After getting a degree in chemistry, you need to ask yourself, what do I want to do with my degree? There are several sectors to choose from: industry, government and academia. While not all sectors require an advanced degree, many chemistry majors decide to pursue a graduate degree. Many PhD programs provide stipends and tuition payments for their graduate students. This allows graduate students to teach undergraduate courses as well as work on a research project. Many scientist roles require a PhD as well as college level teaching positions.
There is a growing number of government funded careers which include public policy, forensics labs, patents and health and safety regulations. A career in public policy can help scope the country’s science policy as well as safety and environmental regulations. A career in forensics can range from analysis of evidence to being an expert witness at trial. Forensics scientists develop new methods for analysis of evidence and help collect evidence. A patent lawyer requires a background in both science and law, a chemistry degree is a good starting point to become a patent lawyer.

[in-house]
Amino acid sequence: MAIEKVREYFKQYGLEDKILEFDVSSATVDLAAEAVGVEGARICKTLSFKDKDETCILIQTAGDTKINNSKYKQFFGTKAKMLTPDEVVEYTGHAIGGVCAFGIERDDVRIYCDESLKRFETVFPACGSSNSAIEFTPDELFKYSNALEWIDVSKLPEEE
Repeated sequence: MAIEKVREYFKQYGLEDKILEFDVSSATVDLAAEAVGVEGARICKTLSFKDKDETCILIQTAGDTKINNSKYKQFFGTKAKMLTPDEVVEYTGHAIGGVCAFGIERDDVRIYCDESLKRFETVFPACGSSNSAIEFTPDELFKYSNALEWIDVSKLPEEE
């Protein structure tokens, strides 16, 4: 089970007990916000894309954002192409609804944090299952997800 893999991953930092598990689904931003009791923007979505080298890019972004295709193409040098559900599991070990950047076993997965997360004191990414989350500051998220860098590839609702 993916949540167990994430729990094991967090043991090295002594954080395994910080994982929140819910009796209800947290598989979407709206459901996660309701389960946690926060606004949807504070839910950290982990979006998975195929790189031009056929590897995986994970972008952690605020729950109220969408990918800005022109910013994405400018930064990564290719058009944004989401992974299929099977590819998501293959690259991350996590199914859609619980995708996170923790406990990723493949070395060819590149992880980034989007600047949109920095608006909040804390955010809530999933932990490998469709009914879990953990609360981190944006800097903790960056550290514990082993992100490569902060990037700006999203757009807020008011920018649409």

Working as an industrial chemist opens up opportunities across diverse research areas. Chemists are integral to the development of new products and materials in cosmetics, paints, plastics, food, technology, clothing, pharmaceuticals, and automobiles. Chemists have their hand in everything from developing new vaccines/drugs to developing the package your cereal comes in. Research scientists development new formulations for cosmetics and house paints as well as new materials for shoes and cars. As an industrial chemist you can have your hand in everything from development of new compounds, building chemical reactors, or making toys using new polymers.
A degree in chemistry gives you plenty of options. You can teach, do research, and even work in public policy. There are many options for you to work on fundamental research and advanced materials depending on what your scientific interests are.